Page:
Henry Mayhew’s Punch & Judy Man
“Ladies & Gentlemen, I’m now going to exhibit a performance worthy of your notice, and far superior to anythink you hever had an hopportunity of witnessing before”
There were none to be found in Spitalfields, when Henry Mayhew set out to find a Punch & Judy man for his interviews that were first published – appropriately enough – in Punch magazine before they were collected in three volumes as “London Labour & the London Poor” in 1851. As the Punchman that Mayhew spoke with explained, “The boys is the greatest nuisance we have to contend with, and many parts is swarming with boys, such as Vitechapel. Spitalfields, that’s the worst place for boys I ever come a-near, they’re like flies in Summer there, only much more thicker. They’ll throw one another’s caps into the frame and, do what we will, we can’t keep ‘em from poking their fingers through the baize and making holes to peep through. But the worst of all is, most of ‘em ain’t got a farthing to bless themselves with.”
Yet the City of London was not much better for Punch & Judy either -”People ‘as their heads all full of business there and them as is greedy arter the money ain’t no friend of Punch’s.” Then, as now, it was the West End that was the preferred location for street performers. “The best pitch of all in London is Leicester Sq, there’s all sorts of classes you see passing there.” confirmed the Punchman, “Then comes Regent St, the corner of Burlington St is uncommon good and there is a good publican there besides.” And I have no doubt that he was grateful of refreshment because, as this engaging testimony reveals, the life of a Punchman constituted thirsty and demanding work.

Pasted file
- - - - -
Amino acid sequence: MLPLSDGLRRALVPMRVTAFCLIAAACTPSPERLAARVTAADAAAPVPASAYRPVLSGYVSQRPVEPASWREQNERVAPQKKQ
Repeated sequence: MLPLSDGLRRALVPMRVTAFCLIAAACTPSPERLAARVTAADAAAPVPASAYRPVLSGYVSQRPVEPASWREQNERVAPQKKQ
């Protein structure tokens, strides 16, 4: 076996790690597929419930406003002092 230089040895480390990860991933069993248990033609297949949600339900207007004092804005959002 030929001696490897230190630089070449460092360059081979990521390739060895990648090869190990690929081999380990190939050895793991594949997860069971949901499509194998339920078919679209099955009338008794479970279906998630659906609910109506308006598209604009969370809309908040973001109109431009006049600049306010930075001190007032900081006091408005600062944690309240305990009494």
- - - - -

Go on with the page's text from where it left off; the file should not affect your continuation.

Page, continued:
“The performer of Punch that I saw was a short, dark, pleasant looking man, dressed in a very greasy and very shiny green shooting jacket. He was very communicative and took great delight in talking like Punch, with his call in his mouth, while some children were in the room, and who, hearing the well-known sound of Punch’s voice, looked all about for the figure.